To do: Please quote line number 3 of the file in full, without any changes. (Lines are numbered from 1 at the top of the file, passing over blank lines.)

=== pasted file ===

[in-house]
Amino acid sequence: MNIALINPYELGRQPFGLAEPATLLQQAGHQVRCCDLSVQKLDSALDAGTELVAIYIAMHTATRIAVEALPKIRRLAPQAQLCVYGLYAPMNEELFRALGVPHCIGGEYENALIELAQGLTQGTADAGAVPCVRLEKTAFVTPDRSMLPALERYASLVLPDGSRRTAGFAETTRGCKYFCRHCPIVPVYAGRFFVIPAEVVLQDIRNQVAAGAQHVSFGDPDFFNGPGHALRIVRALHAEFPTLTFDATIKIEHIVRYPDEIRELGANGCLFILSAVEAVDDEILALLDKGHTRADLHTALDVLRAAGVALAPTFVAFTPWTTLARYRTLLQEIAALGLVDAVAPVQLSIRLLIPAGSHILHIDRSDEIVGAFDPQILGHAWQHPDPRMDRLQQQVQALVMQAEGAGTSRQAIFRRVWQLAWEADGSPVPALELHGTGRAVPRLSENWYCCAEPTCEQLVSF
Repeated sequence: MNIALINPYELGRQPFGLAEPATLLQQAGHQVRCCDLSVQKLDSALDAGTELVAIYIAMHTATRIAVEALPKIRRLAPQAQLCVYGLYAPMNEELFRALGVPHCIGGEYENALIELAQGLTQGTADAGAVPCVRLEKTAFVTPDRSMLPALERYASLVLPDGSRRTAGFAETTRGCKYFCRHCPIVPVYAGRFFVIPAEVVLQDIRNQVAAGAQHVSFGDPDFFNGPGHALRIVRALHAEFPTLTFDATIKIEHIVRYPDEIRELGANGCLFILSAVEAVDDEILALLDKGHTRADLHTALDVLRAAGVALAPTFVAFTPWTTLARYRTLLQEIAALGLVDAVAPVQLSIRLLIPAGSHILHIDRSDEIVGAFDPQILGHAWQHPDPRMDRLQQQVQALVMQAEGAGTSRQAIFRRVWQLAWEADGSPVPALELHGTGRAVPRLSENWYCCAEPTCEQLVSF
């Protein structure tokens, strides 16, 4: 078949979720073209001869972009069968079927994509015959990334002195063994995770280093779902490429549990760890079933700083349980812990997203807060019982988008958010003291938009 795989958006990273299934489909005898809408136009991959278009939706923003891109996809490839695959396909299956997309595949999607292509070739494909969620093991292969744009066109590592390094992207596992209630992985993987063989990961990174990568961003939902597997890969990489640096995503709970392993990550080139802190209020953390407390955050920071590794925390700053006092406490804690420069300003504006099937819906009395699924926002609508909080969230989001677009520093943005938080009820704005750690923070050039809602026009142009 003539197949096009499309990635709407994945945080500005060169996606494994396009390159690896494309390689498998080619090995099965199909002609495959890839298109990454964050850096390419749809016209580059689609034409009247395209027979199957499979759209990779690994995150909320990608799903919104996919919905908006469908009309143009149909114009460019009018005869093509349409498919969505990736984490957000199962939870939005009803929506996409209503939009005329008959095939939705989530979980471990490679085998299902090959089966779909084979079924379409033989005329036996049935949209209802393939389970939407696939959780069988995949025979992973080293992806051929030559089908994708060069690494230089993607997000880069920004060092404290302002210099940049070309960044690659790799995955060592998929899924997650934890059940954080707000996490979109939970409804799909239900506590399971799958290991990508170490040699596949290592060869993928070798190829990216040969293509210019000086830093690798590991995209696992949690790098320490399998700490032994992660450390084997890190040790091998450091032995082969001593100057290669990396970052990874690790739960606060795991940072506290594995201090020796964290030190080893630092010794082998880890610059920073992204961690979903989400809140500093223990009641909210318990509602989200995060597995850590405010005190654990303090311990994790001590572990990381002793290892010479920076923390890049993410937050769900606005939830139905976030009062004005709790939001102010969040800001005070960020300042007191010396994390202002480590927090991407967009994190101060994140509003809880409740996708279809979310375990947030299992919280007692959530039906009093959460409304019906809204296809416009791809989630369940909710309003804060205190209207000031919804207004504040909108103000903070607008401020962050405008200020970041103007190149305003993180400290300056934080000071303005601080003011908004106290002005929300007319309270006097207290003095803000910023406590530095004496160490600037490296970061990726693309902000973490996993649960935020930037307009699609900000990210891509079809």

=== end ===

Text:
Repeated sequence: MNIALINPYELGRQPFGLAEPATLLQQAGHQVRCCDLSVQKLDSALDAGTELVAIYIAMHTATRIAVEALPKIRRLAPQAQLCVYGLYAPMNEELFRALGVPHCIGGEYENALIELAQGLTQGTADAGAVPCVRLEKTAFVTPDRSMLPALERYASLVLPDGSRRTAGFAETTRGCKYFCRHCPIVPVYAGRFFVIPAEVVLQDIRNQVAAGAQHVSFGDPDFFNGPGHALRIVRALHAEFPTLTFDATIKIEHIVRYPDEIRELGANGCLFILSAVEAVDDEILALLDKGHTRADLHTALDVLRAAGVALAPTFVAFTPWTTLARYRTLLQEIAALGLVDAVAPVQLSIRLLIPAGSHILHIDRSDEIVGAFDPQILGHAWQHPDPRMDRLQQQVQALVMQAEGAGTSRQAIFRRVWQLAWEADGSPVPALELHGTGRAVPRLSENWYCCAEPTCEQLVSF